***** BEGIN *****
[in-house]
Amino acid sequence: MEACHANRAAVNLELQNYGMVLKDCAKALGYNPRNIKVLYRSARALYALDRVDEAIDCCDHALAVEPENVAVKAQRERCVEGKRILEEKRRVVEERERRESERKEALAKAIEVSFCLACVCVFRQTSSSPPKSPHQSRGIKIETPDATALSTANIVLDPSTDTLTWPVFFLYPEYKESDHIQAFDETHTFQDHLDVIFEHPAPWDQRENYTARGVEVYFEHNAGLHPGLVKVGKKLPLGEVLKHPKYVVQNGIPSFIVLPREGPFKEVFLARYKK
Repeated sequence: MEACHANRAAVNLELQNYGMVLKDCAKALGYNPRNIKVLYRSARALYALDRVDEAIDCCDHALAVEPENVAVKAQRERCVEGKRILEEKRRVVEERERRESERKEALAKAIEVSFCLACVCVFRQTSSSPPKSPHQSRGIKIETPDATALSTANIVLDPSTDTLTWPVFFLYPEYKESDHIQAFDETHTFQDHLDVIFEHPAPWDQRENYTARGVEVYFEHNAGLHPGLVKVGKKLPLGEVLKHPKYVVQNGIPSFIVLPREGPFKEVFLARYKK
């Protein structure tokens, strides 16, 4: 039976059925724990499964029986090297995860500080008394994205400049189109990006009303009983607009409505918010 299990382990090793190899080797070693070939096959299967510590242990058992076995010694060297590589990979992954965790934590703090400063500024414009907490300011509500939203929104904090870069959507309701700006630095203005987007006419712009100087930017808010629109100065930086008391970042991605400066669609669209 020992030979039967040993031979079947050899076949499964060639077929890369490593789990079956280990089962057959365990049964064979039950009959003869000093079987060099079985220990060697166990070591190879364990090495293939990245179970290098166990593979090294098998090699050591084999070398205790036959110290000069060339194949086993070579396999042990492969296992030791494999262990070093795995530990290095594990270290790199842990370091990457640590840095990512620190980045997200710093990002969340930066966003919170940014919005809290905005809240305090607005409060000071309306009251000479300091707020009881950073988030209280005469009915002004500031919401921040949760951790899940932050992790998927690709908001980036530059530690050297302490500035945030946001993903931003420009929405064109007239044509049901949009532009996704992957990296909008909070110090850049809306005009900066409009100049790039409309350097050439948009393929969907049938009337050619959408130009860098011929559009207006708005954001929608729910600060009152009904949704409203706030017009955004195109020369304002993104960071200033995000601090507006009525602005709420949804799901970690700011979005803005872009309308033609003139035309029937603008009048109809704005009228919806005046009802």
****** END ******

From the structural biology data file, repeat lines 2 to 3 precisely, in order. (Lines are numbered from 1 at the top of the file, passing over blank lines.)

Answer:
Amino acid sequence: MEACHANRAAVNLELQNYGMVLKDCAKALGYNPRNIKVLYRSARALYALDRVDEAIDCCDHALAVEPENVAVKAQRERCVEGKRILEEKRRVVEERERRESERKEALAKAIEVSFCLACVCVFRQTSSSPPKSPHQSRGIKIETPDATALSTANIVLDPSTDTLTWPVFFLYPEYKESDHIQAFDETHTFQDHLDVIFEHPAPWDQRENYTARGVEVYFEHNAGLHPGLVKVGKKLPLGEVLKHPKYVVQNGIPSFIVLPREGPFKEVFLARYKK
Repeated sequence: MEACHANRAAVNLELQNYGMVLKDCAKALGYNPRNIKVLYRSARALYALDRVDEAIDCCDHALAVEPENVAVKAQRERCVEGKRILEEKRRVVEERERRESERKEALAKAIEVSFCLACVCVFRQTSSSPPKSPHQSRGIKIETPDATALSTANIVLDPSTDTLTWPVFFLYPEYKESDHIQAFDETHTFQDHLDVIFEHPAPWDQRENYTARGVEVYFEHNAGLHPGLVKVGKKLPLGEVLKHPKYVVQNGIPSFIVLPREGPFKEVFLARYKK